The government is expected to come out with an e-commerce policy framework within six months to address issues such as physical and digital infrastructure, regulatory regime, taxation policy, data flows, server localisation, intellectual property rights protection, FDI, technology flows, etc. The development is an outcome of the meeting chaired by Minister of Commerce & Industry and Civil Aviation, Suresh Prabhu on the framework for National Policy on E-commerce.
The think tank on the ‘framework for national policy on e-commerce’ has been set up by the Department of Commerce, to provide a forum for policy making for the e-tailing segment. The think thank includes government officials from various ministries, representatives from the industry like from telecom, IT and e-commerce. E-commerce companies like Ola, Snapdeal, Makemytrip, Urban Clap, Justdial, PepperFry, Practo etc are reportedly part of this think tank. All the members of the think thank have apparently given their inputs and the framework will be brought out based on the same.
Note that since last year, developed countries like European Union (EU), Japan, Canada etc, as part of World Trade Organization (WTO) proposed to set global rules for e-commerce market, but India resisted agreement there fearing the “implications of negotiating binding rules“.
Offline traders continue to feel ignored
It seems, for the upcoming process of chalking out a framework, the government is not taking retailers into the account. PTI reports that Traders body Confederation of Indian Traders (CAIT) was ‘disgusted’ with the government for giving “step-motherly treatment to domestic retail trade”, and allowing e-commerce companies to control, dominate and distort retail trade.
Quoting CAIT Secretary General Praveen Khandelwal, the report read that “CAIT is regularly making complaints against malpractices of e-commerce companies but the government chose to avoid traders”. And that, the traders body demands its inputs to be taken while drawing the e-commerce framework for India. There is an ongoing battle between e-tailers and retailers. Offline retail players and bodies have continuously notified about the malpractices or unfair practices like FDI violations, heavy discounts, not maintaining level playing field etc of e-commerce players.
Govt’s past efforts, rules, and rule-breaking
Indian government’s Department of Industrial Policy and Promotion (DIPP) had started a consultation process in January 2014, which revealed that industry bodies & MNCs favoured FDI In e-Commerce but traders body opposed it. As an outcome of the same, in March 2016, the government disallowed FDI in B2C e-commerce in India while FDI in marketplaces was allowed to continue.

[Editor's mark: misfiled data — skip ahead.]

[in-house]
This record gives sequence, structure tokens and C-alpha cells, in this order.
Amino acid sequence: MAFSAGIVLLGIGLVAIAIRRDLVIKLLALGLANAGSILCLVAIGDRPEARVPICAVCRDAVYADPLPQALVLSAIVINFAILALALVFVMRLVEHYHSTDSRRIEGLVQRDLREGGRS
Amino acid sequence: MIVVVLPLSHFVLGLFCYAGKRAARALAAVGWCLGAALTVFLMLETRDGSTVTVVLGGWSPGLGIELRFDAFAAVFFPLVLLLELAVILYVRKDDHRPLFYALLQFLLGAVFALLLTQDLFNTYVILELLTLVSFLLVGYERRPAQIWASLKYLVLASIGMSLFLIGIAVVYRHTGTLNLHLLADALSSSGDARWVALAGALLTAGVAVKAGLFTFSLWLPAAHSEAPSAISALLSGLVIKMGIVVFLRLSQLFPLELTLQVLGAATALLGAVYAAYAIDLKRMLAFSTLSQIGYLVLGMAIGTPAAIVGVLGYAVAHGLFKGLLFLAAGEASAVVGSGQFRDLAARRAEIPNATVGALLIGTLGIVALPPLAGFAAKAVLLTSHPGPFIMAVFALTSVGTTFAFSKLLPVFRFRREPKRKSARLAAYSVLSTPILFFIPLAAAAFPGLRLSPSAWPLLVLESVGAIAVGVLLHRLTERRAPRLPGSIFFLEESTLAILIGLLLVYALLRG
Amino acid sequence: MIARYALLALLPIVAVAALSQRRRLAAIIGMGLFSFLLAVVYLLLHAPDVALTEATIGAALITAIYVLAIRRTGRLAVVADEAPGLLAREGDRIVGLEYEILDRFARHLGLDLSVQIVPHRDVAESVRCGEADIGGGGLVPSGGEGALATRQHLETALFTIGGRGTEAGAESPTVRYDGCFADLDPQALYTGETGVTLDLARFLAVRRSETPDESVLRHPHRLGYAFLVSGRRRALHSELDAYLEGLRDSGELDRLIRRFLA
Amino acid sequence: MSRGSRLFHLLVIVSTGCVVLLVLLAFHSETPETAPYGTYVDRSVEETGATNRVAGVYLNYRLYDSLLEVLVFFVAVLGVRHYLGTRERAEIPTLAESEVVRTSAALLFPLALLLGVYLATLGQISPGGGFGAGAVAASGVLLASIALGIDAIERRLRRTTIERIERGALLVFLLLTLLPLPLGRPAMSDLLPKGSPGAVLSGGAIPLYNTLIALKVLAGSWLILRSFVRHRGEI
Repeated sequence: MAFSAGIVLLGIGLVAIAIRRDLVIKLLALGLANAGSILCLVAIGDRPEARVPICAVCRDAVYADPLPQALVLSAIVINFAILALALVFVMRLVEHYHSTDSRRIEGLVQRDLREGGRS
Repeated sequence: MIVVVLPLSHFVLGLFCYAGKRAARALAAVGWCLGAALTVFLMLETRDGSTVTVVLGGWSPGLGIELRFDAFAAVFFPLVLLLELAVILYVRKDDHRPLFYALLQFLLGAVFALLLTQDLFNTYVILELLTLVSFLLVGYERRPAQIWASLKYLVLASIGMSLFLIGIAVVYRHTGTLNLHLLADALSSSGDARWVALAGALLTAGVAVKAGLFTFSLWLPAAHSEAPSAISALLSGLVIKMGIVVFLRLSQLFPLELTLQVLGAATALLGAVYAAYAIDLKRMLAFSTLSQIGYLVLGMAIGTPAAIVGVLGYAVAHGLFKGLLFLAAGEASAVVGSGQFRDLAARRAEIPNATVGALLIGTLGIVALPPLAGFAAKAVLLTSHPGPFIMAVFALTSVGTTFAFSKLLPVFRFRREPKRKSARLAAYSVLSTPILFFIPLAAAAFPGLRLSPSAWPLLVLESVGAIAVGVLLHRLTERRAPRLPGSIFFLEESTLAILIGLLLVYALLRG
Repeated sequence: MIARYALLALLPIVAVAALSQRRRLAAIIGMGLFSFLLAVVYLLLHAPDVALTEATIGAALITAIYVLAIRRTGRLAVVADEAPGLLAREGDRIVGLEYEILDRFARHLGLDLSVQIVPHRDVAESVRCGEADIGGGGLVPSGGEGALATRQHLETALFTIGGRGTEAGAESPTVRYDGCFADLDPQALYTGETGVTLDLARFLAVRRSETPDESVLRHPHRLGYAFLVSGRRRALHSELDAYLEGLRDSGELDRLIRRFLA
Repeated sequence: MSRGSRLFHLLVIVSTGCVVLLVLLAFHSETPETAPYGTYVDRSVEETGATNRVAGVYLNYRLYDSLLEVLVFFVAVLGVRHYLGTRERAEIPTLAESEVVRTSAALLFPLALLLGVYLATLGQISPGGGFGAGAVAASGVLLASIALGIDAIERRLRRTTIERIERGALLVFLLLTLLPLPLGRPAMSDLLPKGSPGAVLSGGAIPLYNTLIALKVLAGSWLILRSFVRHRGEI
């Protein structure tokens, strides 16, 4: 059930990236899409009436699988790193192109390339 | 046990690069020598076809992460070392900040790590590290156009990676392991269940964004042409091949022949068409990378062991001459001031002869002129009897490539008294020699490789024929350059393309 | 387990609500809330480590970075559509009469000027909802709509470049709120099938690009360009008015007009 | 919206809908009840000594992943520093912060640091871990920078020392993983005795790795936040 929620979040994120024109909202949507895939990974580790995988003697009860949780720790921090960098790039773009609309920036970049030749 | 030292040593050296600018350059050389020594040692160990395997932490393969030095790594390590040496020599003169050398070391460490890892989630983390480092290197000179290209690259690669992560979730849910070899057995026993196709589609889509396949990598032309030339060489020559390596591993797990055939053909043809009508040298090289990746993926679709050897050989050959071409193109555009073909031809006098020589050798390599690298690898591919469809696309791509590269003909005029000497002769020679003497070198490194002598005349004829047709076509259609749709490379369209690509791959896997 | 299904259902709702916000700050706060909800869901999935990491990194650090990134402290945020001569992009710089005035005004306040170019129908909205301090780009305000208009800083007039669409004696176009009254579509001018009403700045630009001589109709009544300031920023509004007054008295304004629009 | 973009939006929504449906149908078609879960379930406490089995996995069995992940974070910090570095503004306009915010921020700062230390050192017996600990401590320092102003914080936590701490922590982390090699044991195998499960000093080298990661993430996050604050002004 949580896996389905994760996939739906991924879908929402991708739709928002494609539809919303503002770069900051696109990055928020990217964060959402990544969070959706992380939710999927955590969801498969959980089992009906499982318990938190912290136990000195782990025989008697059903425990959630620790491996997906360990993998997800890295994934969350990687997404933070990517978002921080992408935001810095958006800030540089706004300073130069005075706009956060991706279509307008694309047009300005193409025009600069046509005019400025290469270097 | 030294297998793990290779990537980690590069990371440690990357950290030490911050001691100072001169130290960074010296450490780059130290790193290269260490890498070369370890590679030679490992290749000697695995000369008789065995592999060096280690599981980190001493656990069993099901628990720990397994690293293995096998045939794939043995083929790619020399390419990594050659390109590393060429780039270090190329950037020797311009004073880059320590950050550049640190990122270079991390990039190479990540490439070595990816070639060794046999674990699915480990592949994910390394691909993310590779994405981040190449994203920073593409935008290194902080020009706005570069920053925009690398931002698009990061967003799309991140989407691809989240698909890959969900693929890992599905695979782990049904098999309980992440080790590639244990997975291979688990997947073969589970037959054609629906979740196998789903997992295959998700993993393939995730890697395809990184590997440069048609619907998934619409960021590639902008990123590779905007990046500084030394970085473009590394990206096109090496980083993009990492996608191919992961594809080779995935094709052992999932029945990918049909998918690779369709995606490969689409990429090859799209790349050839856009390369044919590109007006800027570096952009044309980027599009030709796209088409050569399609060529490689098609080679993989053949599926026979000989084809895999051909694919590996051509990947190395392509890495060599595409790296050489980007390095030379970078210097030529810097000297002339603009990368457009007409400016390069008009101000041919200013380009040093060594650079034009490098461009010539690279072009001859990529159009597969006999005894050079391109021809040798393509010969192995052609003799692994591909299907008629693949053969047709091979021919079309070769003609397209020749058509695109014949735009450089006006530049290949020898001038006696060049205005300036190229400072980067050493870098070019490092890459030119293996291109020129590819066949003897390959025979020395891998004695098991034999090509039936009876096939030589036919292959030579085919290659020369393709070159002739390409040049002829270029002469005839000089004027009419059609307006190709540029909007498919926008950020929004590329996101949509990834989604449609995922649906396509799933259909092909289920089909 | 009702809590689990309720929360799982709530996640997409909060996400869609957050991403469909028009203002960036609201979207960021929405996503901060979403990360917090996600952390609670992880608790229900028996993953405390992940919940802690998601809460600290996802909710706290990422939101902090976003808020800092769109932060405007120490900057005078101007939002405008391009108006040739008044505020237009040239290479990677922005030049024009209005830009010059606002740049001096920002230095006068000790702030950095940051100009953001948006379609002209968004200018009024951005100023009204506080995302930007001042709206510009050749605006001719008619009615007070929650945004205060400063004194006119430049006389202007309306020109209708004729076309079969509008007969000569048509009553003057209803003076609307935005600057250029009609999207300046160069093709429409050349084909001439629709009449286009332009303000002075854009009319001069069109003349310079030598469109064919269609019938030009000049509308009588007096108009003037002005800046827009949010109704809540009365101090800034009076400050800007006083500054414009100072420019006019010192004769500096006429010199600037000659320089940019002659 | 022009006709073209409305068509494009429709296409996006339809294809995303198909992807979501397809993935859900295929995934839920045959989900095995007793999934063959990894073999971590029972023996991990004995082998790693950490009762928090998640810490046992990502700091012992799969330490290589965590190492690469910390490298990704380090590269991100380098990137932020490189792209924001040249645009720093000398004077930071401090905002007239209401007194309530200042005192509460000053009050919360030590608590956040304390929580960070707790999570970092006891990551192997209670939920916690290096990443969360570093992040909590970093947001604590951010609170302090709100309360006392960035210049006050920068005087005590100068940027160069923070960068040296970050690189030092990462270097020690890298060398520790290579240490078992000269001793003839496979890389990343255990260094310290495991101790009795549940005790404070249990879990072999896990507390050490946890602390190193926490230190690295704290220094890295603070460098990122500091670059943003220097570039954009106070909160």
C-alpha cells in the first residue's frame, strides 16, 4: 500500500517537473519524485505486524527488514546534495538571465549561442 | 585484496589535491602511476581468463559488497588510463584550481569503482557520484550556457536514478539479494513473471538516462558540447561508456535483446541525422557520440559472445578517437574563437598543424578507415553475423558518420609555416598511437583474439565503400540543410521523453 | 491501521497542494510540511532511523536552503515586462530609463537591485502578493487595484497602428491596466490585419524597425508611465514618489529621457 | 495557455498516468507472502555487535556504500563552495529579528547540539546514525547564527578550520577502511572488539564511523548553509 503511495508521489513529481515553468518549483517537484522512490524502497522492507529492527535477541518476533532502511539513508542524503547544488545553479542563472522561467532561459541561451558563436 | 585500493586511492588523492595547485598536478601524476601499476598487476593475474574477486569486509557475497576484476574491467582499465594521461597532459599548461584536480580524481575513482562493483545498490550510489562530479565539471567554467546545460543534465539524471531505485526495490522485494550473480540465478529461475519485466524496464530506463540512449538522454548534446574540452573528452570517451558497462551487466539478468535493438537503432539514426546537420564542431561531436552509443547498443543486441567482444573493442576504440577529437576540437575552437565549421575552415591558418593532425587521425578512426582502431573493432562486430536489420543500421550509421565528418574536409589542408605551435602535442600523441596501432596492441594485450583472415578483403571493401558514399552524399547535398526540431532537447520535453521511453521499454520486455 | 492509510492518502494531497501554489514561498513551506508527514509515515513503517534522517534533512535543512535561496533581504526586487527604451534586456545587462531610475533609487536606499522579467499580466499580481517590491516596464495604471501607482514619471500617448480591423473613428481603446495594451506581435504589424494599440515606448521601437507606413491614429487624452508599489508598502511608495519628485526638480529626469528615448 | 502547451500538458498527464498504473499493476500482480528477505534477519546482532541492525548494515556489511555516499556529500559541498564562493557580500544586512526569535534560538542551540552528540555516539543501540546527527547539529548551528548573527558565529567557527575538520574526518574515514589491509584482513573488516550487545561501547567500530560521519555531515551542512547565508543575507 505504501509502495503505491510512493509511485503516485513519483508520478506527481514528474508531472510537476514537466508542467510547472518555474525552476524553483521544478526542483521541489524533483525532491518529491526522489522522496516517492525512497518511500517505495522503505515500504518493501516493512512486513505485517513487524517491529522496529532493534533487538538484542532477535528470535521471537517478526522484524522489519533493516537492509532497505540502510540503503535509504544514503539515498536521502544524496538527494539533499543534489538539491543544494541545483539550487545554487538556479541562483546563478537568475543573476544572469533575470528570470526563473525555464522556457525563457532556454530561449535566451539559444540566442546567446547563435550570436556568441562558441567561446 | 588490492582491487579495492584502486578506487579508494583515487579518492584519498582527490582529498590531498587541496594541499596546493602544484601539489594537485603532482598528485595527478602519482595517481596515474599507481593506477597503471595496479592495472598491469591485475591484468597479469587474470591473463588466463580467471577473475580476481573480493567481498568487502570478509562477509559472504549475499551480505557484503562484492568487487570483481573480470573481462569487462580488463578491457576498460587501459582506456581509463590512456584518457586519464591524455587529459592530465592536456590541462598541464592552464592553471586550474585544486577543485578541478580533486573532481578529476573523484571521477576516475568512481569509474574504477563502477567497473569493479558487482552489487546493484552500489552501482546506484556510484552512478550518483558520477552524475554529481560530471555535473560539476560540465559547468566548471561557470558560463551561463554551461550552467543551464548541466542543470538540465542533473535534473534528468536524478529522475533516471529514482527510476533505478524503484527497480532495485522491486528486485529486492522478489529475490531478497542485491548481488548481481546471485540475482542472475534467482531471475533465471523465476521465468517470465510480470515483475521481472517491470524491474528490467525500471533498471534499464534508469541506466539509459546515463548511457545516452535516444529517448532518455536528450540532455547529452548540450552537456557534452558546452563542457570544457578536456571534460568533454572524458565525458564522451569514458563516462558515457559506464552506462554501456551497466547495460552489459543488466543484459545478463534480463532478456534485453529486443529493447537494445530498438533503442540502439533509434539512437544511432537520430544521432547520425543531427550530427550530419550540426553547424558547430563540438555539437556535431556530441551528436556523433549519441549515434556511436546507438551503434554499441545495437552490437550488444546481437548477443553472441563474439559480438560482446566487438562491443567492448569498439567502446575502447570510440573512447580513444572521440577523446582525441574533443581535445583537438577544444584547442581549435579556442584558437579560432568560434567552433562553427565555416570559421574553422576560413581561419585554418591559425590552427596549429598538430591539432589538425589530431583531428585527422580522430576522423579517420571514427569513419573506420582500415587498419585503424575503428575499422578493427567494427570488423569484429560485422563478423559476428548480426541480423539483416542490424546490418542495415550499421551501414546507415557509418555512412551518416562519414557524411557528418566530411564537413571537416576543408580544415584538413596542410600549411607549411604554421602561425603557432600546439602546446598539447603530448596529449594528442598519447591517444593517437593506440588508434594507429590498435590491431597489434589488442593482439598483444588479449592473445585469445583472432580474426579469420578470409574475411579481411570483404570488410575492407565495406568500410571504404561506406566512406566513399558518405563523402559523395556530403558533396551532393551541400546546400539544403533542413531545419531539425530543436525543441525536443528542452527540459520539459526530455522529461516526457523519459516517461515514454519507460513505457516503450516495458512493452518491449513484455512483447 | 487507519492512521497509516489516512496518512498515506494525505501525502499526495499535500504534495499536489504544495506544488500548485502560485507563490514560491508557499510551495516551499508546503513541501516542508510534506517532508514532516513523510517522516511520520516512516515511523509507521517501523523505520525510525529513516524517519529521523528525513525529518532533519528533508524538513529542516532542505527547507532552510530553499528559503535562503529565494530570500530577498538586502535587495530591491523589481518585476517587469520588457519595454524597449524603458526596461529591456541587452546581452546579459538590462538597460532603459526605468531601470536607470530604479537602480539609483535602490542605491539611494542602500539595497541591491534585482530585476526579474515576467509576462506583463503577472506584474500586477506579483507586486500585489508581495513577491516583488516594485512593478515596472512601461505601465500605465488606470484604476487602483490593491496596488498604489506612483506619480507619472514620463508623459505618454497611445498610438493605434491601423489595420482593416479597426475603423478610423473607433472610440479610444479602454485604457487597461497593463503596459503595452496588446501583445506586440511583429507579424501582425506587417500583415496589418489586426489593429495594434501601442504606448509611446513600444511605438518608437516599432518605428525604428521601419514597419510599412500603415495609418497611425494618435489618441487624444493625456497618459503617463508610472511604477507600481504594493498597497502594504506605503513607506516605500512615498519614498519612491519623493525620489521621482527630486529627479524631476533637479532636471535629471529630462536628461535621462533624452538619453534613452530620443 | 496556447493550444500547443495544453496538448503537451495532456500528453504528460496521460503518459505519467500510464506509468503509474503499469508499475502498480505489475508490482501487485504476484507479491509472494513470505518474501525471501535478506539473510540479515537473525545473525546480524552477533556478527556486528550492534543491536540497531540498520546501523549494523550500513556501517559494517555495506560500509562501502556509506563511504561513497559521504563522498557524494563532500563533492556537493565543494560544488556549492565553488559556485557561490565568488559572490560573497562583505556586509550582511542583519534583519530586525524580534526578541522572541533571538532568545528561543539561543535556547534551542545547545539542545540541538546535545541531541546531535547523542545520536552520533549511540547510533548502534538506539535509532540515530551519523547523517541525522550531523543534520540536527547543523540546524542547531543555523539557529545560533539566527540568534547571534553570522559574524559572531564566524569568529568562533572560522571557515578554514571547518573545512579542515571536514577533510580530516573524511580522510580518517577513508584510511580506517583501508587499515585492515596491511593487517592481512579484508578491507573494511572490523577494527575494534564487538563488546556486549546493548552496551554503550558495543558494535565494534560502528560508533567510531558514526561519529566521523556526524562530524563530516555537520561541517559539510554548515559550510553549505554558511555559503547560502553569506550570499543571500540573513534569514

Rule breaking? Note that E-commerce giant Amazon got a nod from DIPP last year to stock and sell local grocery produce online. It’s worth noting that in its filing with the DIPP on FDI in B2C commerce (which eventually wasn’t allowed), Amazon had said that B2C E-commerce “could” be restricted to non-perishable products. Groceries are perishable products, and Amazon currently sells both perishable and non-perishable items.
Besides FDI, here’s is how FDI defines e-commerce as, and the conditions it defined in 2016.
ii) A single brand retail entity is operating through brick and mortar stores is permitted to undertake retail trade through e-commerce
iii) An Indian manufacturer would be the investee company where it is the owner of the Indian brand. The rules also add that the manufacturer must create 70% of the goods in-house and 30% may be sourced from Indian manufacturers.
– An e-commerce entity will not permit more than 25% of the sales affected through its marketplace from one vendor or their group companies.
-E-commerce entity may provide support services to sellers in respect of warehousing, logistics, order fulfilment, call centre, payment collection and other services.
– In marketplace model, any guarantee and warranty of the goods sold will be the responsibility of the seller.
– E-commerce entities providing marketplace will not directly or indirectly influence the sale price of goods or services and will maintain a level playing field.